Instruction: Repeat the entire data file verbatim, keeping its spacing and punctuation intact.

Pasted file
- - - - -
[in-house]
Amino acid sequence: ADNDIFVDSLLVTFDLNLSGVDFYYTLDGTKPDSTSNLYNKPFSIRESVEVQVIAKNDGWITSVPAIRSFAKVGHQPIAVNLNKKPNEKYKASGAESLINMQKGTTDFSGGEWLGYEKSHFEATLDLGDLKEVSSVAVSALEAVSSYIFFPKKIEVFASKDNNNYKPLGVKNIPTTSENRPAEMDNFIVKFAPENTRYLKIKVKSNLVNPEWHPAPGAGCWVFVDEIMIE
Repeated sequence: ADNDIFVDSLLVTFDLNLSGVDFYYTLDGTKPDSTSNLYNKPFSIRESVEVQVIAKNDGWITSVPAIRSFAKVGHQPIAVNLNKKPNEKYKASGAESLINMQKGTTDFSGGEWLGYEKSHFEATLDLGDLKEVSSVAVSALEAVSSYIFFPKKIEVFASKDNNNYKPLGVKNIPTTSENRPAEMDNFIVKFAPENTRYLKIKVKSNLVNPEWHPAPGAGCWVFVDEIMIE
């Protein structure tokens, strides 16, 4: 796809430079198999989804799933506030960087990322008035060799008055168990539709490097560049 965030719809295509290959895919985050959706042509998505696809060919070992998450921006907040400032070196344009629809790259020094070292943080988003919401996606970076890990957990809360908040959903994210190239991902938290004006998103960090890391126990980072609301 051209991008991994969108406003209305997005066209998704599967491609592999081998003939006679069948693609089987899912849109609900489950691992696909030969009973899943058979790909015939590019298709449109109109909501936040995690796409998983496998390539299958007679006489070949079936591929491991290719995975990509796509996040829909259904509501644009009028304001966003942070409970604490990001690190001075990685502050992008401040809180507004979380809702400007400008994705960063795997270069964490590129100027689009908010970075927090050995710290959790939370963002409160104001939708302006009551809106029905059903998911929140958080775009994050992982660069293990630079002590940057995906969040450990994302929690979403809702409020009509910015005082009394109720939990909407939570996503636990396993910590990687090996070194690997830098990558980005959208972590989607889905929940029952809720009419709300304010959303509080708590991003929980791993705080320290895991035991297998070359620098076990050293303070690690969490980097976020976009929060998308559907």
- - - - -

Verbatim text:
[in-house]
Amino acid sequence: ADNDIFVDSLLVTFDLNLSGVDFYYTLDGTKPDSTSNLYNKPFSIRESVEVQVIAKNDGWITSVPAIRSFAKVGHQPIAVNLNKKPNEKYKASGAESLINMQKGTTDFSGGEWLGYEKSHFEATLDLGDLKEVSSVAVSALEAVSSYIFFPKKIEVFASKDNNNYKPLGVKNIPTTSENRPAEMDNFIVKFAPENTRYLKIKVKSNLVNPEWHPAPGAGCWVFVDEIMIE
Repeated sequence: ADNDIFVDSLLVTFDLNLSGVDFYYTLDGTKPDSTSNLYNKPFSIRESVEVQVIAKNDGWITSVPAIRSFAKVGHQPIAVNLNKKPNEKYKASGAESLINMQKGTTDFSGGEWLGYEKSHFEATLDLGDLKEVSSVAVSALEAVSSYIFFPKKIEVFASKDNNNYKPLGVKNIPTTSENRPAEMDNFIVKFAPENTRYLKIKVKSNLVNPEWHPAPGAGCWVFVDEIMIE
């Protein structure tokens, strides 16, 4: 796809430079198999989804799933506030960087990322008035060799008055168990539709490097560049 965030719809295509290959895919985050959706042509998505696809060919070992998450921006907040400032070196344009629809790259020094070292943080988003919401996606970076890990957990809360908040959903994210190239991902938290004006998103960090890391126990980072609301 051209991008991994969108406003209305997005066209998704599967491609592999081998003939006679069948693609089987899912849109609900489950691992696909030969009973899943058979790909015939590019298709449109109109909501936040995690796409998983496998390539299958007679006489070949079936591929491991290719995975990509796509996040829909259904509501644009009028304001966003942070409970604490990001690190001075990685502050992008401040809180507004979380809702400007400008994705960063795997270069964490590129100027689009908010970075927090050995710290959790939370963002409160104001939708302006009551809106029905059903998911929140958080775009994050992982660069293990630079002590940057995906969040450990994302929690979403809702409020009509910015005082009394109720939990909407939570996503636990396993910590990687090996070194690997830098990558980005959208972590989607889905929940029952809720009419709300304010959303509080708590991003929980791993705080320290895991035991297998070359620098076990050293303070690690969490980097976020976009929060998308559907």